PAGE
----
Monday, 1 August 2016

Review and Showcase: Mansions of Madness - First Edition

With the Second Edition of Mansions of Madness due out this Thursday (August 4, 2016), I wanted to get out a review and showcase of the First Edition. The First Edition was quite fun and I took the time to fully paint my copy. The Second Edition looks quite interesting and it alleviates one of the complaints that I have about the system, but we will get into that later. For now, let's look at the First Edition and with what it came.

Box Art of Mansions of Madness - First Edition.

Back of the Box. This game comes with 24 Monster Miniatures and 8 Investigators. 

The box itself is jam-packed with stuff. I do have one clam shell expansion set in this box, but those expansions are fairly small and don't contribute too much to the fullness of this box.
The game itself is very good with and has many mechanics that my players enjoy. One of the main mechanics that they enjoy is solving puzzles. These puzzles are essentially mini-games within the game that allow the player to unlock doors or access treasure. Sometimes, I think I need to add a timer because some people like to take their time planning moves, but I tend to let that go as people are enjoying themselves. Combat is very simple and is both card and dice driven. Some players get upset as the card dictates what stat to roll against and when they have a strong (but slow) character having to roll dexterity (instead of strength) to hit a monster, they get upset. To me, I think that aspect adds a bit of charm to the game. My gripe with the game is that it needs an "Overlord" to run the monsters. Since I own the game, that Overlord is always me. Sometimes I would rather play instead. 2nd Edition will solve this problem as the Overlord is actually played by an IPad App. I am mixed on how I feel about a computer running a boardgame for a group, but it would give me a chance to actually play as an investigator. Now let's get on to the minis in the box!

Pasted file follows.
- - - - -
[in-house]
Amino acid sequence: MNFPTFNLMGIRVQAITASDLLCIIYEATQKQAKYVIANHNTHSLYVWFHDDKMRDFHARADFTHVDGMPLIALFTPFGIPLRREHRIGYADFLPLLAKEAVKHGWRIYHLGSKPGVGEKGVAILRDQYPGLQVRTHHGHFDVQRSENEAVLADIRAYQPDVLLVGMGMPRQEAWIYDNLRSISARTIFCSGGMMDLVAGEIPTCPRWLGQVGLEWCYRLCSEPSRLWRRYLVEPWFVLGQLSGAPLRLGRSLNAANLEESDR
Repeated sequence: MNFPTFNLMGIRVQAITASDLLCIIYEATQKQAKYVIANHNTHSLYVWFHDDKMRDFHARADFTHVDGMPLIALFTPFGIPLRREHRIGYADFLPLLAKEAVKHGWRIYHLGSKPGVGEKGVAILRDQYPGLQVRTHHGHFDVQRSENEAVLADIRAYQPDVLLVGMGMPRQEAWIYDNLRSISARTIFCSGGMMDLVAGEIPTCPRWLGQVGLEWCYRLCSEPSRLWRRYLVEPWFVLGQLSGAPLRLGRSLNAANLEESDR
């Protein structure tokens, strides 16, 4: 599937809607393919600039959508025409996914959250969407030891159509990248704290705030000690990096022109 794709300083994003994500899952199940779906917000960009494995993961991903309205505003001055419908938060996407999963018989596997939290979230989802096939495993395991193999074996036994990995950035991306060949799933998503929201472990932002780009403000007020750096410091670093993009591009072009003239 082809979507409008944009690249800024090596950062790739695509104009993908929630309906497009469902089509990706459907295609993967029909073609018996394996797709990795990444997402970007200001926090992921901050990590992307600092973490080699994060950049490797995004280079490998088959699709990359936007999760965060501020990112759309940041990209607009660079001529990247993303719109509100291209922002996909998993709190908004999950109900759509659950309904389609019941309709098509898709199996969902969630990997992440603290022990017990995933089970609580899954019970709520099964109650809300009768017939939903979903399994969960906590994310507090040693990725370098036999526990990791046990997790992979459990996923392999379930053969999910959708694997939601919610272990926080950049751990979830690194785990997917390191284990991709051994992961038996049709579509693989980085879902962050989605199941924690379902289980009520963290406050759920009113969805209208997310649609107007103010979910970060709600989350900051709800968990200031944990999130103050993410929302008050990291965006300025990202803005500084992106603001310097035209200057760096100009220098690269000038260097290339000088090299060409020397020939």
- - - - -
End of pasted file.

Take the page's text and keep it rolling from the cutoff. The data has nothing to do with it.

Two Mi-Gos. These are my favourites of the monsters. They each hold a human skull and are pulling out the brains for dinner. Scary stuff.  :)

Two Shoggoths. 

Four Zombies come in the box.

Two Hounds of Tindalos.

Two Maniacs

Two Chthonians.

I can see this Chthonian working out great for use in Frostgrave as a Worm. 

Six Cultists.

Two Cult Leaders.

There are two Witches in the box. 

The enemy models are okay, but the investigators are better. One thing that was disappointing is that the Creatures do not glue well onto the provided bases. I tried both Plastic Cement and Crazy Glue and in every instance, the minis popped off the base. Fortunately, the figures all have pegs that fit into the base. This issue with the glue will likely be present in Second Edition too because it has been stated that Fantasy Flight will be using the same bases as what was used in First Edition.

One can see here how the Super Glue and Plastic Cement did not hold the mini to the base. 
Now on to the Investigators...
This is the group of armed investigators. The dog on the far right is actually a Mantic figure that I added in to represent the position of the dog. I believe it is a token in the game. The rest of the minis come in the box for the game. 

These are the thinking characters from the Base set box.

This guy painted up very well. Great details in the face and legs. 

The scientist. 

That is a typewriter on her hip.

This lady is neat in that she is lighting a candle. 

This guy is one of my favourite Characters. He can play a song to lure monsters, smash a monster with his guitar or have a dog help him on the map. 

This is a Mantic Figure that I added to the game. 

This guy painted up the best of the batch. I like him a lot. 

If you are facing monster, it is best to go in armed.  :)

This guy is running in with guns blazing! 

This guy reminds me a little bit of the Phantom. 
The game itself is about being driven to madness. Players that want to win, do not appreciate this style of game. You are never better than you start off. Perhaps you find a better weapon or learn a new spell, but you are constantly losing your sanity and taking wounds. This style of game makes for a great story that can be retold on later dates when reminiscing with friends. So long as everyone that joins is okay with telling a story where their characters descend into madness, then I highly recommend this game. It is great. If you have a group that wants to win no matter the cost, carry-on. This game is not for them.

It will be interesting to see what the Second Edition will bring to the table. I am pleased to see that Fantasy Flight Games is publishing a conversion kit to make all of the characters and monsters from the First Edition usable in Second Edition.

I hope that my readers enjoyed this post. I figured the review is somewhat timely because the Second Edition comes out this week and the components from First Edition will be usable in Second. For those that are lucky, they might even find the First Edition on clearance with a good price break. Typically I have good luck with Fantasy Flight Games and I can tell my readers with certainty that Mansions of Madness (First Edition) is an enjoyable game and I expect the same of the Second Edition.   :)

1 comment:

  1. will you be posting the rules at anytime. The game has good backbone, I guessing the board is as exciting as the gameplay.

    ReplyDelete

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